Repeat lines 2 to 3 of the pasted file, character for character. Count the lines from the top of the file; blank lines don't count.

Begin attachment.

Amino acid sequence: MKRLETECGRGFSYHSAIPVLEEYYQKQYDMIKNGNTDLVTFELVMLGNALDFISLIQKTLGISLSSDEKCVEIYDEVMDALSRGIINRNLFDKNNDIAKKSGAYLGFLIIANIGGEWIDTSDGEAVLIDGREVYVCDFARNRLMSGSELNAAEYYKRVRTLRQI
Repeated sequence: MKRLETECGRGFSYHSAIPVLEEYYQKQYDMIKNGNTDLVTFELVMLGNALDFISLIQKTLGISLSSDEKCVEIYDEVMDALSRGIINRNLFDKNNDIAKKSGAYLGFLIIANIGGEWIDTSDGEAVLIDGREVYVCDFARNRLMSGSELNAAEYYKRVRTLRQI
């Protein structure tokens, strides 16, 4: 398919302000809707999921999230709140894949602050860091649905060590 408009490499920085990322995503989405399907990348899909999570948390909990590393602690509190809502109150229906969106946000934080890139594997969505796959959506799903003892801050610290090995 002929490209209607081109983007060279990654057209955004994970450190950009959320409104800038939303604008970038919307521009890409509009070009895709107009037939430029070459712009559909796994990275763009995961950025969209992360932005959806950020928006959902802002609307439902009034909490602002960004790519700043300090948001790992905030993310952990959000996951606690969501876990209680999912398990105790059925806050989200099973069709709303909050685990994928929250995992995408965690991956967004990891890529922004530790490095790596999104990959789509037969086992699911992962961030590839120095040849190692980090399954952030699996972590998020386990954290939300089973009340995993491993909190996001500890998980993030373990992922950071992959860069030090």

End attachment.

Repeated sequence: MKRLETECGRGFSYHSAIPVLEEYYQKQYDMIKNGNTDLVTFELVMLGNALDFISLIQKTLGISLSSDEKCVEIYDEVMDALSRGIINRNLFDKNNDIAKKSGAYLGFLIIANIGGEWIDTSDGEAVLIDGREVYVCDFARNRLMSGSELNAAEYYKRVRTLRQI
């Protein structure tokens, strides 16, 4: 398919302000809707999921999230709140894949602050860091649905060590 408009490499920085990322995503989405399907990348899909999570948390909990590393602690509190809502109150229906969106946000934080890139594997969505796959959506799903003892801050610290090995 002929490209209607081109983007060279990654057209955004994970450190950009959320409104800038939303604008970038919307521009890409509009070009895709107009037939430029070459712009559909796994990275763009995961950025969209992360932005959806950020928006959902802002609307439902009034909490602002960004790519700043300090948001790992905030993310952990959000996951606690969501876990209680999912398990105790059925806050989200099973069709709303909050685990994928929250995992995408965690991956967004990891890529922004530790490095790596999104990959789509037969086992699911992962961030590839120095040849190692980090399954952030699996972590998020386990954290939300089973009340995993491993909190996001500890998980993030373990992922950071992959860069030090």